The nation’s trouble-plagued missile-defense system registered a success Sunday when a ground-based interceptor fired from Vandenberg Air Force Base in California destroyed a mock enemy warhead launched from the Marshall Islands.
Word of the successful interception, which occurred above Earth’s atmosphere over the Pacific Ocean, came from a group that lobbies for missile-defense spending and was confirmed by a person with access to the test result.
A rocket could be seen rising from Vandenberg shortly before 1 p.m., according to residents of Santa Barbara County., Calif. Conditions were mild, with midday temperatures in the mid-60s and visibility of about 10 miles.
Sunday’s test flight carried high stakes for the nation’s Ground-based Midcourse Defense system, called GMD, which was deployed a decade ago and, so far, has cost about $40 billion. Boeing has been the prime contractor, working with Northrop Grumman, Orbital ATK and Raytheon.
- Mount St. Helens, still steaming, holds the world’s newest glacier
- Whitest big county in the U.S.? It’s us
- Seattle sets heat record for July 4
- For escapee, prison now will mean 23 hours a day in a cell
- Sound Transit planning heats up for light-rail expansion and public vote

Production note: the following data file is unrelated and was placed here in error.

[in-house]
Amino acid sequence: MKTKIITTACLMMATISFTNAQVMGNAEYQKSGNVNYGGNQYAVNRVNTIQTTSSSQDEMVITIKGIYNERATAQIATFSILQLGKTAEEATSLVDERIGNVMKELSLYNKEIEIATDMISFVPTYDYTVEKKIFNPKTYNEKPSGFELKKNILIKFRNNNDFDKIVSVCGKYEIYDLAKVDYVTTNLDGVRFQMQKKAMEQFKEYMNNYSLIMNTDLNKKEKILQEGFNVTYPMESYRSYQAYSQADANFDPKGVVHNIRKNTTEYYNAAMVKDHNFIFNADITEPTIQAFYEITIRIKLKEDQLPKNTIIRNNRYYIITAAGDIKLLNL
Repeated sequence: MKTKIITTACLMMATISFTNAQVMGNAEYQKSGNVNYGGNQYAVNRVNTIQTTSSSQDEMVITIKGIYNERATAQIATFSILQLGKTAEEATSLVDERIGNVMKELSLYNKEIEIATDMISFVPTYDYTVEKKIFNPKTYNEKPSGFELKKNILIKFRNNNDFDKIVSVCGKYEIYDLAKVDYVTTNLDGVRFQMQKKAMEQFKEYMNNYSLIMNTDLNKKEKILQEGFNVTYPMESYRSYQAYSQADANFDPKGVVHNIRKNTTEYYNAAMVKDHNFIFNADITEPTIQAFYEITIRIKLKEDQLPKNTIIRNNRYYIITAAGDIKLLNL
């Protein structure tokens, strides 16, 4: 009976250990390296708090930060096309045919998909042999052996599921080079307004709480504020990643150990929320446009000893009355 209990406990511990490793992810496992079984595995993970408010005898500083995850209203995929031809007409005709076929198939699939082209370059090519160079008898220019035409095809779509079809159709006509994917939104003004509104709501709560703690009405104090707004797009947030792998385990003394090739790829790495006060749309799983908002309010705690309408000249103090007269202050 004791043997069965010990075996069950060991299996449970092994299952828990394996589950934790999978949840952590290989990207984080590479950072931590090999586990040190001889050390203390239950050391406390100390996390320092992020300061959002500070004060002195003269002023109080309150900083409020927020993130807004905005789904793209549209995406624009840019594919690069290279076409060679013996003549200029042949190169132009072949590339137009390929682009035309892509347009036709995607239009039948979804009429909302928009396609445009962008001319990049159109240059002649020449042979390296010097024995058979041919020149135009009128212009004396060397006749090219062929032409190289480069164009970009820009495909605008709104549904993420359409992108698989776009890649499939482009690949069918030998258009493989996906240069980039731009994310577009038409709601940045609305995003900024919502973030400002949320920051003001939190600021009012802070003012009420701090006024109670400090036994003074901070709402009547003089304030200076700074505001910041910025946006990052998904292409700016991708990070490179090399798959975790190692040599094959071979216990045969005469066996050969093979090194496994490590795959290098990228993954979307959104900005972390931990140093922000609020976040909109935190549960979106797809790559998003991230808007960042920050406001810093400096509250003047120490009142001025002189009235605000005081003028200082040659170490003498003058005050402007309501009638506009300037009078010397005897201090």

Most Read Stories
In each of the system’s three most recent tests, a rocket-interceptor fired from Vandenberg, on the Santa Barbara County coast, failed to collide with and destroy a mock enemy warhead launched from an atoll in the Marshall Islands, 4,900 miles away.
Before Sunday, the Missile Defense Agency had conducted 16 tests of the system’s ability to intercept such a target; half failed.
The GMD system was intended to shield the United States from long-range missiles that might be launched by an adversary such as North Korea or Iran, which would have limited arsenals compared with a superpower.
The system’s roots trace to the Strategic Defense Initiative, promoted by President Reagan in 1983 as a ground-and-space-based missile shield capable of rendering nuclear weapons “impotent and obsolete.” No such system was ever deployed.
When President George W. Bush, in 2002, ordered the more limited GMD deployed by 2004, he “hoped to carry Reagan’s legacy forward,” Bush’s secretary of Defense, Donald Rumsfeld, wrote in his memoir “Known and Unknown.”
The Los Angeles Times reported June 15 that the GMD system’s hurried deployment and expansion denied engineers time to resolve myriad technical problems. Repeated difficulties emerged with the interceptors’ 5-foot-long kill vehicles, which, once boosted into space, rely on a heat-seeking sensor and other complex technology to pursue and destroy an incoming warhead.
The first model of the kill vehicle, CE-1, was not flight-tested against a mock warhead until September 2006 — two years after the vehicles had been placed in the silos at Vandenberg and Fort Greely, Alaska. The article also said senior Pentagon officials had overstated GMD’s capability while congressional proponents fought to keep expanding it.
After a director of the Missile Defense Agency, Lt. Gen. Patrick O’Reilly, slowed expansion of the system in 2009 to spend more money on resolving its technical malfunctions, he was overruled by then-Secretary of Defense Robert Gates.